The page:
Cooper: Zane 'First Lady of Theater'

Cooper: Zane 'First Lady of Theater'

December 15th, 2012 by Clint Cooper in Life Entertainment

Helen Hayes often was referred to as the "First Lady of the American Theater," but if there was such a thing as the "First Lady of Chattanooga Theater," it was Ann Zane.

Zane died earlier this month in South Carolina, and a local memorial service will be held in January.

It's difficult to think of December and Christmas without her. For 14 straight years through 2006, Zane had a role in the holiday production at Oak Street Playhouse at First-Centenary United Methodist Church. I shared the stage with her for a number of those shows.

Before that, Zane did what must have been scores of roles at the former Backstage Theater in Brainerd. She also tread the boards at the Chattanooga Theatre Centre and probably wherever else there was a stage in the 1970s and 1980s.

To name just a few of Zane's roles, she was Ethel Thayer in "On Golden Pond" at Backstage, Dolly Levi in "The Matchmaker" (the nonmusical forerunner of "Hello Dolly") at Oak Street Playhouse and Daisy Werthan in "Driving Miss Daisy" at the Chattanooga Theatre Centre.

Whether it was comedy, drama or murder and, well into her 80s, she was up for a role.

"Ann was a wonderful woman," says Mike Tulloss, managing director of the Oak Street Playhouse. "In the theater world, she's what we call a money player, which means that anytime there was an audience there was an extra level of spark and energy in her performance."

Patti Gross did two shows at Backstage with Zane, portraying her daughter (with another local "theater institution," Bernie Sellman, as her father) in "On Golden Pond" and as one of the beauty shop regulars in "Steel Magnolias."

"They were absolutely amazing together," she says of Zane and Sellman. "It was only my third play. It was something to watch."

In "Steel Magnolias," as wisecracking widow Clairee Belcher, "she absolutely stopped the show every night," recalls Gross. "She'd do her thing, and the audience would just erupt. She couldn't leave the stage without the audience breaking into applause. It was hard to be on stage with her. You couldn't do anything but watch her."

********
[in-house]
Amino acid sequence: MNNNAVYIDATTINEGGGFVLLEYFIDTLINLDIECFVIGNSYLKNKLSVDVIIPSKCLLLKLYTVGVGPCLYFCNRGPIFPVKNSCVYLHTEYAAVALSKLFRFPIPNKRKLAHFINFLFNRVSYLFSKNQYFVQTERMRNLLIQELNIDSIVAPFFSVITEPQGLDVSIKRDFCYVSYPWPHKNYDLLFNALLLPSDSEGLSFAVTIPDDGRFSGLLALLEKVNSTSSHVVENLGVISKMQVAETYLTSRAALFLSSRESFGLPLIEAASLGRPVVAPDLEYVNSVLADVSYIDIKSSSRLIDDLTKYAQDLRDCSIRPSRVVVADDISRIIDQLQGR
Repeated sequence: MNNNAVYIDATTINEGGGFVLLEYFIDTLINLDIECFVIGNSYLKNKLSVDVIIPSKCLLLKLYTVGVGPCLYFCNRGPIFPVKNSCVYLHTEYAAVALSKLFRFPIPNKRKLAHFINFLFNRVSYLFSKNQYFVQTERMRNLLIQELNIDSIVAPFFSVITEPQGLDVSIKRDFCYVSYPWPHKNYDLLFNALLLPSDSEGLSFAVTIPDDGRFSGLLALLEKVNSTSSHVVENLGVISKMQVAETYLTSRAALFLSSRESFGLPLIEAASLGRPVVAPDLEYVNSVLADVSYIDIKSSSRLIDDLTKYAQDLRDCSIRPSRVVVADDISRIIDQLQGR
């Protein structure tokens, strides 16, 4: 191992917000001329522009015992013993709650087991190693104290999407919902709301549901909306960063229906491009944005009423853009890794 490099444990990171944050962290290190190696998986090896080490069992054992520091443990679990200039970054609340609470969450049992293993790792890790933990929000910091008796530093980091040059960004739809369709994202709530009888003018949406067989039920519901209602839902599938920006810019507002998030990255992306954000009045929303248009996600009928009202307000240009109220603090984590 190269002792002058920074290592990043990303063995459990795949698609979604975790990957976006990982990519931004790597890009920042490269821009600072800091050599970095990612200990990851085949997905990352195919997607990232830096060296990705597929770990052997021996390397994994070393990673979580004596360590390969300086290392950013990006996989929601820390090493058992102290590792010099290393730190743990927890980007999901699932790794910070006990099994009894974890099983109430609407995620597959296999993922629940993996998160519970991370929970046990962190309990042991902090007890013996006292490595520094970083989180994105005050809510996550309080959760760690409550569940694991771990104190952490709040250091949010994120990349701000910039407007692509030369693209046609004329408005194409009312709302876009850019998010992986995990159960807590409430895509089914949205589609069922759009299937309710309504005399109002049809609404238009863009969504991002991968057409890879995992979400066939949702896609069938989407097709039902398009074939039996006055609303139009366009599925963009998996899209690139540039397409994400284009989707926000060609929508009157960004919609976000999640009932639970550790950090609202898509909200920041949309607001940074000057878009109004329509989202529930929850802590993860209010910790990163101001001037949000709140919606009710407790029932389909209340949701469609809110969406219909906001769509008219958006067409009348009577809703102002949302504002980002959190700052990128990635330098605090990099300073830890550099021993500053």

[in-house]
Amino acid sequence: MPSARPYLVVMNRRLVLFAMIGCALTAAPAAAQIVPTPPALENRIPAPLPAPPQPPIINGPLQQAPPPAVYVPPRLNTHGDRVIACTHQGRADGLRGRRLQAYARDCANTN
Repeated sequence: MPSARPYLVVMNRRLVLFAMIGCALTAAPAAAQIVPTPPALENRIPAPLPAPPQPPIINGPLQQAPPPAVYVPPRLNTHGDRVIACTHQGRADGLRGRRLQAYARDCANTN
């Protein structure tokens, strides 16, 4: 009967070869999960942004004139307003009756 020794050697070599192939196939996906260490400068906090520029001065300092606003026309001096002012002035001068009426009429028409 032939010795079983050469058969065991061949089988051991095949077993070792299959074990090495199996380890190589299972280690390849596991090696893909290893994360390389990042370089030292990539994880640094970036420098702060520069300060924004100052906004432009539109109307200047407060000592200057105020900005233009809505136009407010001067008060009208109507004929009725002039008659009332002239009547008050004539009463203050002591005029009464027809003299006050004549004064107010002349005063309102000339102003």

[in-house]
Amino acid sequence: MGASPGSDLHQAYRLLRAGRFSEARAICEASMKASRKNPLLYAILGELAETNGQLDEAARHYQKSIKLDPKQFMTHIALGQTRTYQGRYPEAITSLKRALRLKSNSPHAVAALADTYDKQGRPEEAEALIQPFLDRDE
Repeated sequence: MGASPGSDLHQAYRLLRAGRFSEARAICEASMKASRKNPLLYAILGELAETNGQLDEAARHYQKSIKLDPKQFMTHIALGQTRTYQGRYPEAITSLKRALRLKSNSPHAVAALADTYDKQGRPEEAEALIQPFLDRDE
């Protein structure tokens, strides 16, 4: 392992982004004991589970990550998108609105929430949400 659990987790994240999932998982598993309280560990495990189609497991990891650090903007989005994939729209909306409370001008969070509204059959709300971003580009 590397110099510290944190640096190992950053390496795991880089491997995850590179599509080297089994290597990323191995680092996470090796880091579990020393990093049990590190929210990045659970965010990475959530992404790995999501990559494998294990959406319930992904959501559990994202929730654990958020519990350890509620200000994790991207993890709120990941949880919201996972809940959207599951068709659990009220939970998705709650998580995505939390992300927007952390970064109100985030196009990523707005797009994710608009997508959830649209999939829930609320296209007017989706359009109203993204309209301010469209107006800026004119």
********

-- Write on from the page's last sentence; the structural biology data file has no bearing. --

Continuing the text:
While acting was Zane's passion, she also was a wife and mother, an artist, was cast in 15 commercials and voice-overs and was a member of the Chattanooga English Speaking Union, the Chattanooga chapter of the Daughters of the American Revolution and Trinity Presbyterian Church.

Shortly after we learned of her death, my wife and I were trimming our Christmas tree and came across various ornaments she had given me during the run of the various Oak Street Playhouse productions we had done together. Each was selected with relevance to the specific play and always included a handwritten card or note.

My wife always was partial to Zane's role as Lilla Barton in "The Moving of Lilla Barton," which centers on a woman who refuses to move from the rectory of All Saints Episcopal Church in Lowndes, Ala., after the death of her minister husband. The play, staged at Oak Street Playhouse at Christmas 1998 (and held over for a few shows in 1999), combined a discussion of death, bereavement, church politics and the questioning of faith amid warm comedy.

My wife liked it not only because Zane did a stellar job or because I played a major role as a peacemaking sheriff but because a similar situation to the one in the play occurred at a church in which she had been a member, Hope Hull United Methodist Church in Hope Hull, Ala. In that production, anyway, art surely imitated life.

Gross, who recalled that Zane always called her "Baby" after they worked together, says the stage was especially important to Zane after her husband, Stanley, died, and her kindness was manifest.

"She was just a Southern lady through and through," she says.